Defense Innovation Unit Enters Critical Period
Defense Secretary Ashton Carter speaks to innovation leaders during a visit to Capital Factory, Austin, Texas.
Photo: Defense Dept.Supporters of the Pentagon’s Defense Innovation Unit-Experimental are touting its value as the future of the organization hangs in the balance.
Leaders of the outfit, known as DIUx, have been making the rounds at high-profile national security conferences and engaging with media in recent weeks to highlight their achievements.
The unit, which is based in Silicon Valley and has additional outposts in Boston and Austin, Texas, is trying to break down barriers between the Defense Department and high-tech commercial firms, and make the Pentagon’s acquisition process more agile.
“Core to our value and approach here at DIUx … is to help nontraditional vendors work with the department so we get access to their technology earlier and more directly than we normally would,” Managing Director Raj Shah said during a conference call with reporters to discuss the office’s fiscal year 2016 acquisition results.
Following a rocky start in 2015, in May the Defense Department launched a revamped “DIUx 2.0” with new leadership and acquisition authorities provided by the 2016 National Defense Authorization Act.
Using its streamlined “commercial solutions opening” process, the unit has awarded at least 12 contracts in recent months. The average time between the initial DIUx meeting with an interested company and contract award was less than 60 days. “That’s lightning speed for the Department of Defense,” said Lauren Schmidt, the organization’s pathways director, at a recent conference hosted by the Center for a New American Security.
The outfit has a slew of different projects currently underway and additional contracts will be awarded in the coming months, Shah said at the recent CyberCon gathering of government officials and industry in Washington, D.C.
The unit — which aims to spur rapid prototype development and then transition successful products to the services for sole-sourced full-rate production — is largely focused on five technology areas: autonomy; artificial intelligence and machine learning; big data; cyber; and space.
Contracts awarded in the fourth quarter of fiscal year 2016 include money for: autonomous unmanned aircraft and surface vessels; big data-crunching technology for real-world event modeling and simulation; and automated textual analysis and content curation from open sources.
Projects in the pipeline include multi-factor authentication for data access, software for deployable cyber defense systems and microsatellites.
“We are beginning to bear the initial fruits of the labor of the team and the partnerships that the services have with us, and we can now point to specific projects” that are in the works, Shah said.
Viewed by some observers in the defense industry as a facilitator of unfair competition by commercial firms with fast-tracked acquisition authorities, DIUx officials are noting that the unit is also open for business with traditional contractors.
“Any company is eligible for working with DIUx, even [a large firm like] Boeing,” Schmidt said. “Obviously [the acquisition authorities] are geared towards nontraditional companies and small businesses, but traditional companies can work with us as well if we do a one-third cost share or if the traditional is partnered with a nontraditonal.”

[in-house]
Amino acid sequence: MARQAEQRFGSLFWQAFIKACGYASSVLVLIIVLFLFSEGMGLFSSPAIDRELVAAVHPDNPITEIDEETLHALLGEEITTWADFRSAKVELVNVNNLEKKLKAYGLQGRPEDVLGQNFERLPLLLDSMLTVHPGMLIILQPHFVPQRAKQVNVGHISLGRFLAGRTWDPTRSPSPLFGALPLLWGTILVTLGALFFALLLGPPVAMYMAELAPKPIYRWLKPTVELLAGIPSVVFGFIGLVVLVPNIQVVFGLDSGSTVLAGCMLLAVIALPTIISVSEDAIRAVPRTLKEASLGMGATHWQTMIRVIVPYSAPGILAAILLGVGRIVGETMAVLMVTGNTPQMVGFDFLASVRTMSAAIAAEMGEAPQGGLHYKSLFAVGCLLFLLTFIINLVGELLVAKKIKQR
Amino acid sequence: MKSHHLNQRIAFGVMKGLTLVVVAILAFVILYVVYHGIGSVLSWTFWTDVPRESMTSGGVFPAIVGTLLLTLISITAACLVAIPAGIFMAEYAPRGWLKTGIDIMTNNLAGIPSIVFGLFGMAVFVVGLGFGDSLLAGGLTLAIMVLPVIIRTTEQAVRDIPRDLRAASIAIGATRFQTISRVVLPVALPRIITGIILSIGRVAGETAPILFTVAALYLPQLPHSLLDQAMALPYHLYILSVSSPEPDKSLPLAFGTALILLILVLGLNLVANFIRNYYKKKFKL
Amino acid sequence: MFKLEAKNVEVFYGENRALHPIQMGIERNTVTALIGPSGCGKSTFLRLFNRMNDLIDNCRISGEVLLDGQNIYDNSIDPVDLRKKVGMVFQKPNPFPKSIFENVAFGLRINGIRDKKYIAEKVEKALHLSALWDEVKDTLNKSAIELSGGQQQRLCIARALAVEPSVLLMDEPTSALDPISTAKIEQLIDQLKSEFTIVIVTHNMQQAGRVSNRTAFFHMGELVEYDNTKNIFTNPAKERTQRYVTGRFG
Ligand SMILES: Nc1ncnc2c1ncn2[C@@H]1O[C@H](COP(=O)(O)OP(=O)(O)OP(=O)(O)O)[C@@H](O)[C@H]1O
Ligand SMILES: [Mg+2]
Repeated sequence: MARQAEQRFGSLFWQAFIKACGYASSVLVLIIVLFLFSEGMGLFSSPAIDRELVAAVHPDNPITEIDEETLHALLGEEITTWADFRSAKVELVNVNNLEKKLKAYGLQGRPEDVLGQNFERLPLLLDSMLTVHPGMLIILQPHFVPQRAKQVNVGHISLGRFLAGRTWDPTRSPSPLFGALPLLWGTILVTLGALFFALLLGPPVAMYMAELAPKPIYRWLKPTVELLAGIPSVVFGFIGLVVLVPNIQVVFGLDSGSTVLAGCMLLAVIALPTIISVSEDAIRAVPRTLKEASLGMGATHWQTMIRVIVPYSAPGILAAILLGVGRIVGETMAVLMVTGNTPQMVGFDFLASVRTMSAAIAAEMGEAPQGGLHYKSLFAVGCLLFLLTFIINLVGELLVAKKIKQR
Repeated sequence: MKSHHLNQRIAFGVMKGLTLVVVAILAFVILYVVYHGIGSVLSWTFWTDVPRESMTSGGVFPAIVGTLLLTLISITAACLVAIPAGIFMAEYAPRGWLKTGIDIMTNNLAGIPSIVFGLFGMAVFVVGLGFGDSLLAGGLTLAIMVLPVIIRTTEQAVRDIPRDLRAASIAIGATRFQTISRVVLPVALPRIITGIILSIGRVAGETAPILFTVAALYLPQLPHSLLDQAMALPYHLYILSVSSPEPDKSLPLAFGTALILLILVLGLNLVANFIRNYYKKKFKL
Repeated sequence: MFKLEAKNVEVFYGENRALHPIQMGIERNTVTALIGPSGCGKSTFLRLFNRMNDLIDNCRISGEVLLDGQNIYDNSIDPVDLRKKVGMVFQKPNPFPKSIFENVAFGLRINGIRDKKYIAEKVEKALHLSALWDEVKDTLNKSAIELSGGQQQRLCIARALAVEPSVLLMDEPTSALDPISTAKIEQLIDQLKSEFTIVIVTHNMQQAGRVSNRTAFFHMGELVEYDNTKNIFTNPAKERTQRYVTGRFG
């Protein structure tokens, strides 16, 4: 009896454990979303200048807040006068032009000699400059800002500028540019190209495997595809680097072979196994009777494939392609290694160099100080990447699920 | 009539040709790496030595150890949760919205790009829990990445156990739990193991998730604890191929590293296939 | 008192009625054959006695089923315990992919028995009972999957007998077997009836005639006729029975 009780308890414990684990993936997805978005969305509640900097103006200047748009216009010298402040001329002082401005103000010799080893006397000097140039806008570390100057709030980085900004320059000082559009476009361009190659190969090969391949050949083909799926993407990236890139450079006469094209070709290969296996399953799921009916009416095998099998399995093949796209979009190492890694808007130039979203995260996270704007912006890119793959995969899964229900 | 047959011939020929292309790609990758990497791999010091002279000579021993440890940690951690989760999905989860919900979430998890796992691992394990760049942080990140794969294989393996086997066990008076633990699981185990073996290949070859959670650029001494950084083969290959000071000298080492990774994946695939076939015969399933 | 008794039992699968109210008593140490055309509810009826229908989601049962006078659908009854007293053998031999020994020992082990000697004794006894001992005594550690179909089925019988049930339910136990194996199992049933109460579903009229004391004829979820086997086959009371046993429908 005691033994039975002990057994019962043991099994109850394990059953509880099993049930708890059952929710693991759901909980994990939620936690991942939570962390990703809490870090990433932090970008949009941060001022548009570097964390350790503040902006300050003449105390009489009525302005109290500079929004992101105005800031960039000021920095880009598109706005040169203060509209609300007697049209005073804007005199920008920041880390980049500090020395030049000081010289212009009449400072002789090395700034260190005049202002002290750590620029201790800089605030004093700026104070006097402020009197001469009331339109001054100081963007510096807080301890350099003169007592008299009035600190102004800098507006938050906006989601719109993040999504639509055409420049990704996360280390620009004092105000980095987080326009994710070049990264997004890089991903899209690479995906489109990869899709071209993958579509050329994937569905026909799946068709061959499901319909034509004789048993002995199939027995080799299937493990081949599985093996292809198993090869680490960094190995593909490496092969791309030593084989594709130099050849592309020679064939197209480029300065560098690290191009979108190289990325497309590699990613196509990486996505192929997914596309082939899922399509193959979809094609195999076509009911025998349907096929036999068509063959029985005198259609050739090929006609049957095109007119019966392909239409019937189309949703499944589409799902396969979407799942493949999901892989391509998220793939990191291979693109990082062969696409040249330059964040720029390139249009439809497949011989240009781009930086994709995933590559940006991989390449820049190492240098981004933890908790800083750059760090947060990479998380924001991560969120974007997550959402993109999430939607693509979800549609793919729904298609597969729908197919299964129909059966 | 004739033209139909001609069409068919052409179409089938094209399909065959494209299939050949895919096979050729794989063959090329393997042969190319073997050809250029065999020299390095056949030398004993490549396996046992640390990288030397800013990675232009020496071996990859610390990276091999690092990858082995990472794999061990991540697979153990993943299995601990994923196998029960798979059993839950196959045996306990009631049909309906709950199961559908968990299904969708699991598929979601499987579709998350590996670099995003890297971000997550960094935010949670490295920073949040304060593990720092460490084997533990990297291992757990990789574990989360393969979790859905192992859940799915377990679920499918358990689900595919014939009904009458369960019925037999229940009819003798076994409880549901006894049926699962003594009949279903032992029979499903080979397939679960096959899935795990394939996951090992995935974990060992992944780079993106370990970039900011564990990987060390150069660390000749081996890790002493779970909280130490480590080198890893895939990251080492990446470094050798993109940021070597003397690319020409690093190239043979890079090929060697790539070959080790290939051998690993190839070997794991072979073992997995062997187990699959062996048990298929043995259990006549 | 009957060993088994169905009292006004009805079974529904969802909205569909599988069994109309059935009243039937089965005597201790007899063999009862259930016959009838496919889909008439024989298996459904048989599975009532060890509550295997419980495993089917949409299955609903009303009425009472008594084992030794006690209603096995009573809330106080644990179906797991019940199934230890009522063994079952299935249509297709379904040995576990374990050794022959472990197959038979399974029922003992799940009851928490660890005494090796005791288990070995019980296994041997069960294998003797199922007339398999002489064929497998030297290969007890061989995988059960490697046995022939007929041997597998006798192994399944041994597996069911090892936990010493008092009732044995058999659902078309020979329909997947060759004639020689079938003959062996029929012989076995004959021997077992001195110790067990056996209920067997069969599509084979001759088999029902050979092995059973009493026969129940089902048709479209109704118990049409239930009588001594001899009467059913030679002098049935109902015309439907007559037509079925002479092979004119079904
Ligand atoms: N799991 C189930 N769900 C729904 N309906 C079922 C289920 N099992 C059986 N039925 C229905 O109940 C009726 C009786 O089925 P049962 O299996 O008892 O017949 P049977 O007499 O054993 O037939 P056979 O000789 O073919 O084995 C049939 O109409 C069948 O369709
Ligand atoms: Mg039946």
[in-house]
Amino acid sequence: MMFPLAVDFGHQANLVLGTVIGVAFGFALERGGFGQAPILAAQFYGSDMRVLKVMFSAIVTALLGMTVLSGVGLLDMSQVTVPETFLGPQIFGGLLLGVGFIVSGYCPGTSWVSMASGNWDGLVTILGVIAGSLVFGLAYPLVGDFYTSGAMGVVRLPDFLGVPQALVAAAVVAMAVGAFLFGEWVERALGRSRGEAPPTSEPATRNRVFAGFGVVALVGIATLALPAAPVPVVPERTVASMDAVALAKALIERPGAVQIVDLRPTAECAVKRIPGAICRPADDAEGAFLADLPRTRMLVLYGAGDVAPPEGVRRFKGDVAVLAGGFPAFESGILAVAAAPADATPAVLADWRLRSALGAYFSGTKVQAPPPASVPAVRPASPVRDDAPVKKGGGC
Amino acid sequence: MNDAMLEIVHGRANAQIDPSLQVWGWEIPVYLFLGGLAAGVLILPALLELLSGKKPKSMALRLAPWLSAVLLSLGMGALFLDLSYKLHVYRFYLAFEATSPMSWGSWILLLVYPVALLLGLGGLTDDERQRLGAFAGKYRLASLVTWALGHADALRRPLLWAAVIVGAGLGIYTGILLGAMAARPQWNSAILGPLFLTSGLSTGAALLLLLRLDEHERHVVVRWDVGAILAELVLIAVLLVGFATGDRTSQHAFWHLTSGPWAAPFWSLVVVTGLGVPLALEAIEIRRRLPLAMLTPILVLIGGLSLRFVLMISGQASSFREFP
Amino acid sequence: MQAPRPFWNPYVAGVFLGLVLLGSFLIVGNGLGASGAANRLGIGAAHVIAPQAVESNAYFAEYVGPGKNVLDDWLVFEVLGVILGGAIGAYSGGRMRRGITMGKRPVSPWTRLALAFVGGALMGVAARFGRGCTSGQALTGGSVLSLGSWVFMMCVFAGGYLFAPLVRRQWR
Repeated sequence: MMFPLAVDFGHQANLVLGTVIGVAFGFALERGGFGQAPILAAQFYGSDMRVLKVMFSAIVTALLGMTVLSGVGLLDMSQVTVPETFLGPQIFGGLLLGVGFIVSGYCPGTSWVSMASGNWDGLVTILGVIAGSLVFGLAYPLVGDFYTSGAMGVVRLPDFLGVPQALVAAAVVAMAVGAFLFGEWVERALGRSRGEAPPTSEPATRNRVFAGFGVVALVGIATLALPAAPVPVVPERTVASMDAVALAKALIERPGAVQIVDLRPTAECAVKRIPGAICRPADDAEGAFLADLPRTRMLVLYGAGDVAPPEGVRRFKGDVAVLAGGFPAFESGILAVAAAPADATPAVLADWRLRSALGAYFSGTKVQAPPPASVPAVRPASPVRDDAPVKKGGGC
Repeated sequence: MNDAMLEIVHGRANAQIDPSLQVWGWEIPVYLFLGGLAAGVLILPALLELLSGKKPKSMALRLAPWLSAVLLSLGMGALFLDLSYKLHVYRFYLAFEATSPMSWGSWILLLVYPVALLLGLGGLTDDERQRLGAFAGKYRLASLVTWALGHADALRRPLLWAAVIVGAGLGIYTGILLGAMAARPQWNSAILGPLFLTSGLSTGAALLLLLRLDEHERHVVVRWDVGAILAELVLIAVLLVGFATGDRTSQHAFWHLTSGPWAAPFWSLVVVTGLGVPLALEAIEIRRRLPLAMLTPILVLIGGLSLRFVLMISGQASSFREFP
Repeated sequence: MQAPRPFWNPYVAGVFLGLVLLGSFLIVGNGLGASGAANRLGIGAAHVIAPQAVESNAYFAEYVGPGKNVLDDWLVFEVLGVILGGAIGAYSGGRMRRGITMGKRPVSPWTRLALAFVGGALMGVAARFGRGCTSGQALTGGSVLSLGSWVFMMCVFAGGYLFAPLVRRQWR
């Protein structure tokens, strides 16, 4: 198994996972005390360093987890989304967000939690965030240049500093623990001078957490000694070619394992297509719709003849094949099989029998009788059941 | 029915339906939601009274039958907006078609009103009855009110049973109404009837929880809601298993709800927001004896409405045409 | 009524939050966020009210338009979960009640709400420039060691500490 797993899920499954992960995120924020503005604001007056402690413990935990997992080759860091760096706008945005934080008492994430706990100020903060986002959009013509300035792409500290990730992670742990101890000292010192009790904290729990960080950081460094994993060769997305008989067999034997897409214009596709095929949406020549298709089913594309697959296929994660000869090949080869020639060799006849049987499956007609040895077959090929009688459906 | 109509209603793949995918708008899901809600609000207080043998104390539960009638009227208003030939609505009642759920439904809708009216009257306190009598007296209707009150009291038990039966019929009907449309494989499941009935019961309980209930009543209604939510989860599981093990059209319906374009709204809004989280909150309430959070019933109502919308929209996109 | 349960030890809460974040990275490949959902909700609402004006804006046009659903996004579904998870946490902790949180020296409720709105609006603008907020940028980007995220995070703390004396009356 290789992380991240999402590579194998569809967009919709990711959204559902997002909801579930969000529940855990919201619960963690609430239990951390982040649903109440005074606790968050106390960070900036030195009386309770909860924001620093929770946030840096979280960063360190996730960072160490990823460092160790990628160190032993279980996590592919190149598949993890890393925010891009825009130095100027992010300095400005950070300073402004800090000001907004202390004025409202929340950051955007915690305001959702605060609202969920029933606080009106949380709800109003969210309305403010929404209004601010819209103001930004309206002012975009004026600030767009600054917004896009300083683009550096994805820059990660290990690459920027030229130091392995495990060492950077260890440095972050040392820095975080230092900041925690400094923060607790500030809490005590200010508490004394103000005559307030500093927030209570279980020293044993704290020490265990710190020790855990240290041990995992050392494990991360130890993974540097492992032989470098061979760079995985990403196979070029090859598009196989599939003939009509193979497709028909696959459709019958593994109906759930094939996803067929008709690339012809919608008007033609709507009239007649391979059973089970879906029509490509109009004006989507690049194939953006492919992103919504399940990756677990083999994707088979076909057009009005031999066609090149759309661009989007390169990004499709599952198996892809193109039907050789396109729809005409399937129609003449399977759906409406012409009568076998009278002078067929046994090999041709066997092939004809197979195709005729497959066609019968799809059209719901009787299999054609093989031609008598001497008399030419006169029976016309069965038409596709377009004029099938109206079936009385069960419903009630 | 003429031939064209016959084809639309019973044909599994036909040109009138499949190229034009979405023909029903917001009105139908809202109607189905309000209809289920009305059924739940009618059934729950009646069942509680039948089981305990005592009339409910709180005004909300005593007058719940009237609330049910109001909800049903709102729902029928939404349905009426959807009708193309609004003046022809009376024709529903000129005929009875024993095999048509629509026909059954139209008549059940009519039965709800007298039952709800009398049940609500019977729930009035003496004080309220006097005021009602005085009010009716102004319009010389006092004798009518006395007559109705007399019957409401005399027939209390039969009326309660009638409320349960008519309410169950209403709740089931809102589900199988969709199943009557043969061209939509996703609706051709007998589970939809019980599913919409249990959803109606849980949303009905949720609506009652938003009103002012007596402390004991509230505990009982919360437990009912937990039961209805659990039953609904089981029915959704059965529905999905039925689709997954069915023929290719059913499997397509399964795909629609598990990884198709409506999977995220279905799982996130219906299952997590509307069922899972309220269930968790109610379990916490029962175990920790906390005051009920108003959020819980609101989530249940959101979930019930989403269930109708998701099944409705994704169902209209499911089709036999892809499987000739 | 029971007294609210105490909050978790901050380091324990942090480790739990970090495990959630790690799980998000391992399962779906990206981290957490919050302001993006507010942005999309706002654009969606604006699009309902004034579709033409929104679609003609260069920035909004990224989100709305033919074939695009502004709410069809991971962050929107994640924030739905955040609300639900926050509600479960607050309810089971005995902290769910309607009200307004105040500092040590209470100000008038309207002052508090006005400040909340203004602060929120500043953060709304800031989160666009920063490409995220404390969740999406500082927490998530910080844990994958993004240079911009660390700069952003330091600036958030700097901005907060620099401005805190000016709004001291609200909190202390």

The defense industry can sometimes be an important enabler for startups trying to do business with the innovation unit, Shah said. There have been instances where “we’ve had the young companies with great ideas but [they] may not be able to scale as fast” as the Defense Department would like. As a result, those companies have teamed with traditional contractors to push the project forward.
Leanne Caret, president and CEO of Boeing Defense, Space and Security, praised the initiative at a recent defense innovation conference hosted by the Center for Strategic and International Studies.
It “provides an opportunity to talk to some nontraditional folks about how they might bring not only technologies that they’re developing but business models on how they’re developing it,” she said. “This is a really great opportunity for us as the traditional primes because … this is a way for us to partner and … [discuss] what the art of the possible is.”
But others are more skeptical of its value. David Melcher, president and CEO of the Aerospace Industries Association, sees more promise in some of the Pentagon’s other rapid acquisition initiatives such as the strategic capabilities office.
While Secretary of Defense Ashton Carter has made DIUx his pet project and promoted it vigorously, his successor might not be as committed to it, he noted.
“A new SecDef is going to have to be convinced that they’re getting bang for their buck out of that investment,” Melcher said during a CSIS panel discussion. “I don’t think I’ve seen it, at least from an industry perspective.”
Opinions on Capitol Hill are mixed. The Senate Armed Services Committee has an overall favorable view of the unit, said Bill Greenwalt, a senior SASC staffer and acquisition expert. But he noted that there are “other viewpoints” in Congress.
“There’s still a learning on what DIUx is supposed to do,” he said. “There’s still a lot of misinformation out there.”